These are of course small efforts – and it’s been pointed out to me before, (certainly with helping former child soldiers) that training them in simple practical skills like brick making and sewing is never going to help them become a professor or an engineer if that’s what they’d like. But the reality of the situation in DRC and much of Africa is that these people have been born into societies that simply cannot support such dreams. There are naturally exceptions as there are in every walk of life, but at least these little steps in the right direction are being instigated by those who have been brought up in this world, and have a more intimate, if not fuller understanding of what’s needed.
Above: This man, the Reverend Mboligihe Ndalu is the director for Radio Artike, a local radio station with its prime message being of unity and peace. Quite incredibly it’s not been funded with any outside help whatsoever. In each village there is a society set up that collects money or food, or whatever people can afford to donate to keep the radio running. Naturally these are voluntarily, unlike many of the other ‘donations’ seen in the DRC, but people appreciate the station so much that they realise they must contribute in order to keep it running.
It is efforts like these that show that cooperation and collaboration to build an aspect of society is not only possible, but happening right now. It is the glimmer of hope that needs to be seen in a country that has been ‘shrouded in darkness’.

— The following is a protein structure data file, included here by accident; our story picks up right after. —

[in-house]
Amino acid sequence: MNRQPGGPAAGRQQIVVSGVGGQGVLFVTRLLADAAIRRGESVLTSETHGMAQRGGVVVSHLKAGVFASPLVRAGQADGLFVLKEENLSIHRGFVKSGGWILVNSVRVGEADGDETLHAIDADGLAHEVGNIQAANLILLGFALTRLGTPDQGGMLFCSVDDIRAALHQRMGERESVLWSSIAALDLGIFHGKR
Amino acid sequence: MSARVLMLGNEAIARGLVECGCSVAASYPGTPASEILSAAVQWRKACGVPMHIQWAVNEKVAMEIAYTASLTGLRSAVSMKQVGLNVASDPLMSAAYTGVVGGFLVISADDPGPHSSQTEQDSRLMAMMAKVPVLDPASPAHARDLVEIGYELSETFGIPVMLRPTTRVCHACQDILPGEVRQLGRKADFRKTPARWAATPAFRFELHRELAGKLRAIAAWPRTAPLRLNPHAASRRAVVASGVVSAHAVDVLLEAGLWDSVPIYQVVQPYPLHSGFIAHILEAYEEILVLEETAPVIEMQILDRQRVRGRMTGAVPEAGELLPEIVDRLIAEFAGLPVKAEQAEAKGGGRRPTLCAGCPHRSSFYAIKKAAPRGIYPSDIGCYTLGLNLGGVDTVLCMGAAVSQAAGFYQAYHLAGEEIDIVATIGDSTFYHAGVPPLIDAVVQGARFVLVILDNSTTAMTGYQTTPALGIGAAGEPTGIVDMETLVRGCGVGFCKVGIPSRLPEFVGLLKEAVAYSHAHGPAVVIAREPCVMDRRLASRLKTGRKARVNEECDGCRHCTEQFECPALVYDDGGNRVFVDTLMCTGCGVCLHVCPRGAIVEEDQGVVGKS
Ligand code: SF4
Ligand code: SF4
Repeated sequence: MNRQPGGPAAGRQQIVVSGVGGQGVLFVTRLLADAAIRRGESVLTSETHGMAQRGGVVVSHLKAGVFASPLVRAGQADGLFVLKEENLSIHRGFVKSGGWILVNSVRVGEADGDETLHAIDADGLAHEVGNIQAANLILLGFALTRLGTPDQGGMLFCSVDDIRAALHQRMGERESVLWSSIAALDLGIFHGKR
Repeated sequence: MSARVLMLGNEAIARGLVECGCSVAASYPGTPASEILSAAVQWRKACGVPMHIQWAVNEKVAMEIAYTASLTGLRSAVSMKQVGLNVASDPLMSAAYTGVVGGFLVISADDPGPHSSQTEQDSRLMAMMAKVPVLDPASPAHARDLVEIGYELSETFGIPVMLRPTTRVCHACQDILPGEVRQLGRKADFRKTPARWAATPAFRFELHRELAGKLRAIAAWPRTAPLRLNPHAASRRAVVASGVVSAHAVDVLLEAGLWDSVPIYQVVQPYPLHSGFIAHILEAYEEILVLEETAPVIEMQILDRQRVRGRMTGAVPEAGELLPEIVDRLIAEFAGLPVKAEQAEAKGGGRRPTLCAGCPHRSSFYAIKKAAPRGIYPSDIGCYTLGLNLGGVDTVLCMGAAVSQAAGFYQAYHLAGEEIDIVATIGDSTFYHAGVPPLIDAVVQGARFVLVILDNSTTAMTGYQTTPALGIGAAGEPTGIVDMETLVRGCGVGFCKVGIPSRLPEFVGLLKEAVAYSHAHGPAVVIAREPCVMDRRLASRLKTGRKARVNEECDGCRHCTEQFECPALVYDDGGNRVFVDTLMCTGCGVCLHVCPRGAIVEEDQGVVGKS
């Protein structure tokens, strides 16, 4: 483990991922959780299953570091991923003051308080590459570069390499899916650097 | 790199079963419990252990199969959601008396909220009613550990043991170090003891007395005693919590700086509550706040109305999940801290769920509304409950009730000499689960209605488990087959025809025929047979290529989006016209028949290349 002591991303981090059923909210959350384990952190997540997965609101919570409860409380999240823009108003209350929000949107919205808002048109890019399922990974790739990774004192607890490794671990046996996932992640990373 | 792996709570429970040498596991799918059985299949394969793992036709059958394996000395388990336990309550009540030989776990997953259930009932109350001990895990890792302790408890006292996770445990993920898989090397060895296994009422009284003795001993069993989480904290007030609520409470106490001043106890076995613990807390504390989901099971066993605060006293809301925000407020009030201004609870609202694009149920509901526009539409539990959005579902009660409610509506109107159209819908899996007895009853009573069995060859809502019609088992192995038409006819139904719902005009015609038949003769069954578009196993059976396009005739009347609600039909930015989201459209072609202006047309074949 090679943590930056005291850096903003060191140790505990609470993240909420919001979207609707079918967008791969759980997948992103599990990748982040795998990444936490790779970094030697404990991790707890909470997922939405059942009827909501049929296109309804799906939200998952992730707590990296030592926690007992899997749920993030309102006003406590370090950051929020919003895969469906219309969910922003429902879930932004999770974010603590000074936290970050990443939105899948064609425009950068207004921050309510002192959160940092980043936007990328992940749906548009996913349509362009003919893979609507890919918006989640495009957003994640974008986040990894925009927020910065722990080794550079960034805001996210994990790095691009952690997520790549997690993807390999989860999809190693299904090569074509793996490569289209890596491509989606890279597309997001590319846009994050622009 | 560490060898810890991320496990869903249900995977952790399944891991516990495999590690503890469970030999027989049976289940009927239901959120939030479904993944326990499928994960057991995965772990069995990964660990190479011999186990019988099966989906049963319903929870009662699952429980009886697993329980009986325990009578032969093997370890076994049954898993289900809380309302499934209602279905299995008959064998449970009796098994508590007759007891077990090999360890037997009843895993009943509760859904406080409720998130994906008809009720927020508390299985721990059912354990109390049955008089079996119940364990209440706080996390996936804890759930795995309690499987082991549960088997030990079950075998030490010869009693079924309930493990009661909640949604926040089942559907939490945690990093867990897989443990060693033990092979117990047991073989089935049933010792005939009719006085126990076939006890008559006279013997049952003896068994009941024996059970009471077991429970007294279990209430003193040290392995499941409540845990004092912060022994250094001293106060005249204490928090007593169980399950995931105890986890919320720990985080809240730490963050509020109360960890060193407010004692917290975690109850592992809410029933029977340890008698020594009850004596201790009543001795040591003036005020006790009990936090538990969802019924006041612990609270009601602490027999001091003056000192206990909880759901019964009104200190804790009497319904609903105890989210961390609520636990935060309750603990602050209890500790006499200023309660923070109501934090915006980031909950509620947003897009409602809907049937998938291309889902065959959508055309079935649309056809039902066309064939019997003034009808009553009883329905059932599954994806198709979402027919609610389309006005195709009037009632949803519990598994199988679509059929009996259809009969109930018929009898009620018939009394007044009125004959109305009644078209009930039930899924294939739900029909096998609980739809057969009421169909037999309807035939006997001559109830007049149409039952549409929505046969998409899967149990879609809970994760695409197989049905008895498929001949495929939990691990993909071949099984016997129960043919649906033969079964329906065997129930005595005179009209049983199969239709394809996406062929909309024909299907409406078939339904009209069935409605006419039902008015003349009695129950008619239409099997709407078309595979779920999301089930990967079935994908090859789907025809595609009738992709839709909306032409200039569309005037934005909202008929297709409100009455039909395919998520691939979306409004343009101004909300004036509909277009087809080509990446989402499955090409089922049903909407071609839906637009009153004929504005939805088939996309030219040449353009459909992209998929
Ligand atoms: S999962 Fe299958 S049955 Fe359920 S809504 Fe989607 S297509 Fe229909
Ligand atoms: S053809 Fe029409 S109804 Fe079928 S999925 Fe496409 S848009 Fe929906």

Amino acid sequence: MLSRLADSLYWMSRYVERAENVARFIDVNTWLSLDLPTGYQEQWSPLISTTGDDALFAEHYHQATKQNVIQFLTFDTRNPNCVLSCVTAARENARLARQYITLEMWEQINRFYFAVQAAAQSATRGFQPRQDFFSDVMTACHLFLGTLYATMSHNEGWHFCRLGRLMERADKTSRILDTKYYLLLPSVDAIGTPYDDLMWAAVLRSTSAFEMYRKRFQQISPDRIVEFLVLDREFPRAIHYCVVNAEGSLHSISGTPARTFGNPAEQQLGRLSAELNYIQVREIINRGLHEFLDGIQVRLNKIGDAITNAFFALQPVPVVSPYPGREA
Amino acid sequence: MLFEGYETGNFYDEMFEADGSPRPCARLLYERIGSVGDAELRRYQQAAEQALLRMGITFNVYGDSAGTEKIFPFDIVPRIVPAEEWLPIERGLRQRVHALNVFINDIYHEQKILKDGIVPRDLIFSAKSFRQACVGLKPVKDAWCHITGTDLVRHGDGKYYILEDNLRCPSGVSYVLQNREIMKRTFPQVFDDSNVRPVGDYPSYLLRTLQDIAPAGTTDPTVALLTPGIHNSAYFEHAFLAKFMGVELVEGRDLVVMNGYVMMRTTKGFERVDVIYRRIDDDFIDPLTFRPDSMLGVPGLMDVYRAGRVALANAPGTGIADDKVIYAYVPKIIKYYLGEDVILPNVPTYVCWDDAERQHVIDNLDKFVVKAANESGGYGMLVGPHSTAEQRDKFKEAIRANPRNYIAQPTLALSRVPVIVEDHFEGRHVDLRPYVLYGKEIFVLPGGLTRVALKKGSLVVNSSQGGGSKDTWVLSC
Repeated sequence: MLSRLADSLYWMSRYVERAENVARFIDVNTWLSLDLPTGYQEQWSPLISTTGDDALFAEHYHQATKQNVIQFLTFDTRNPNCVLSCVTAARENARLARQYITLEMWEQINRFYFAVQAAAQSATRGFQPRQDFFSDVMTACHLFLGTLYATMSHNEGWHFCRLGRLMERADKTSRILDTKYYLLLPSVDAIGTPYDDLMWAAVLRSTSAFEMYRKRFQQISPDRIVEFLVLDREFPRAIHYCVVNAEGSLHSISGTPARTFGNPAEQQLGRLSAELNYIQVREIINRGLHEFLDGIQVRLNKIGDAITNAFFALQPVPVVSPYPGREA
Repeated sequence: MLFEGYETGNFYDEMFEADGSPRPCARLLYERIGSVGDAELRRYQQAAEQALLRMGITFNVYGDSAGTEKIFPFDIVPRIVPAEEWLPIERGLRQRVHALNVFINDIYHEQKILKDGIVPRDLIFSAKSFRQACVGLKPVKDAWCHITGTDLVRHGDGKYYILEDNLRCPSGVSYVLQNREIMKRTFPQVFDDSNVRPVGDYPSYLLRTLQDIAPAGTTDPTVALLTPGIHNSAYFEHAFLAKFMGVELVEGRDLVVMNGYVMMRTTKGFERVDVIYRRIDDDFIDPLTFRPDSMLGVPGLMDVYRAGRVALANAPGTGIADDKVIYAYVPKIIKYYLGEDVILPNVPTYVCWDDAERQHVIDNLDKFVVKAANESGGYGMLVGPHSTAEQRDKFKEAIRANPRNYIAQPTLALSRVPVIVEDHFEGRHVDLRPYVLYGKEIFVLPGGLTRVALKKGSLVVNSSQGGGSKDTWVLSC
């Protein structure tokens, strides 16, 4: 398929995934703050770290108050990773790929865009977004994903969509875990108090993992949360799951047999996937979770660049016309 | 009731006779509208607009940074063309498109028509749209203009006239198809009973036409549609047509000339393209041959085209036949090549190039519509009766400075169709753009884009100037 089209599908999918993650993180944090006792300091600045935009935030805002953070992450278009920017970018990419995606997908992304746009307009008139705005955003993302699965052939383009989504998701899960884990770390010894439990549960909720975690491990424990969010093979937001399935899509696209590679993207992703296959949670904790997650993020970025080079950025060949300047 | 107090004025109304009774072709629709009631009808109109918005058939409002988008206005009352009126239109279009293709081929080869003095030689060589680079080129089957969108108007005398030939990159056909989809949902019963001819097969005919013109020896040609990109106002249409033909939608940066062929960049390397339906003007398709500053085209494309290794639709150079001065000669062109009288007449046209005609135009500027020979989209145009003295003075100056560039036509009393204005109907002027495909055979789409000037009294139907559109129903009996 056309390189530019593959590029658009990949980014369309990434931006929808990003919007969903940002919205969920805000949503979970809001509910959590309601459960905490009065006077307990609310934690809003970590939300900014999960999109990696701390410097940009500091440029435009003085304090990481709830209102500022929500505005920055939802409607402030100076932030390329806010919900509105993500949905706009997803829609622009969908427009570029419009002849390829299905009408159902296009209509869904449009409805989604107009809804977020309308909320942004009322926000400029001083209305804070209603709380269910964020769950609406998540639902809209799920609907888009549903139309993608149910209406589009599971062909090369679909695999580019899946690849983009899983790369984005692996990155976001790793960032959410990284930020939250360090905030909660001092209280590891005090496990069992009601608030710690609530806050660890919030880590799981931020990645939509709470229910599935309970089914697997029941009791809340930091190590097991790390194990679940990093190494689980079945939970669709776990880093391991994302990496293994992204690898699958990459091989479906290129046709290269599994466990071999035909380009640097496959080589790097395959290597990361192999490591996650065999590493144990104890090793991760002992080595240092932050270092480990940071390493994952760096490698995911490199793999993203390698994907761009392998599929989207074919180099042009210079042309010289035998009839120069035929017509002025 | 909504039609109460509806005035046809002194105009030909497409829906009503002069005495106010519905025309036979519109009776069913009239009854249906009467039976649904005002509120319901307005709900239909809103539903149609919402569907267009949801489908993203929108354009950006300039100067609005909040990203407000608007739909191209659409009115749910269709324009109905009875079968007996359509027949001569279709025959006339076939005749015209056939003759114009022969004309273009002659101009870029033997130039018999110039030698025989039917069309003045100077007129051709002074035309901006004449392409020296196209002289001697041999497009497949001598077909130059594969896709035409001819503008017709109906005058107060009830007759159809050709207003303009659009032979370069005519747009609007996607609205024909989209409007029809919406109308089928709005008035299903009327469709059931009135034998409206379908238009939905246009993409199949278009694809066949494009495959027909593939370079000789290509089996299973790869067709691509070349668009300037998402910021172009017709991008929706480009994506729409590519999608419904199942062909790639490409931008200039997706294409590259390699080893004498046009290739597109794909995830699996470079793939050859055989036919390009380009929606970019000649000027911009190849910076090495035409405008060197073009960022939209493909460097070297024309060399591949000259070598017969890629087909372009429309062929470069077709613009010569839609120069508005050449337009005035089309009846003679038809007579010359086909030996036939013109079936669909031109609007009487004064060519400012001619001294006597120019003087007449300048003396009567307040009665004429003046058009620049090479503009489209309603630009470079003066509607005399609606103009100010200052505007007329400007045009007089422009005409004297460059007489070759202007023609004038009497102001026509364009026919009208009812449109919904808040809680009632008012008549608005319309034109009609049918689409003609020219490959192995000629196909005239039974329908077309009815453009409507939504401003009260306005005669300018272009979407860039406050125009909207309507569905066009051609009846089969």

It is local enterprises (I suppose you could call them) like this radio that Conciliation Resources are looking to help, providing funding as well as direction for sensitizing the population to how they should welcome back former LRA members. The vast majority were, of course, forced into this army, and though many of them killed their own kind it was not through their own choice.
The Civil Societies and religious organisations help greatly in providing what support they can to combat these problems, improving lives for affected citizens (all of them to some extent) and IDPs and coordinating peacebuilding efforts.
Above: Aruna, head of the Civil Society in Dungu has a hand in most local peacebuilding activities. Obviously this is a broad term but I witnessed him interviewing Esperance, a young girl who had been with the LRA for over two years, and forced to marry a commander. Below: Esperance and her family watch the video recording I made of Aruna interviewing her.
Below: Abbe Jean-Claude, of the CDJP in Dungu.
Above: Father Ernest leads a local coordination meeting.
Meanwhile there is still much to be done – these organisations are hugely limited by resources and effectively trained staff. With a controlled outside input their effectiveness could really be felt.
Finally I’ll leave you with one of the last images I took during my three weeks. In Dungu I was put up by the Catholic Priests and in Doruma by the Nuns at the Convent. It seems in almost every remote and dangerous outpost in DRC that these peoples are pillars in the community, and usually the only places with accommodation reasonable and safe enough for temporary visitors like myself to stay at. Here is one of the nuns cooking in the kitchen. Naturally there’s no electricity.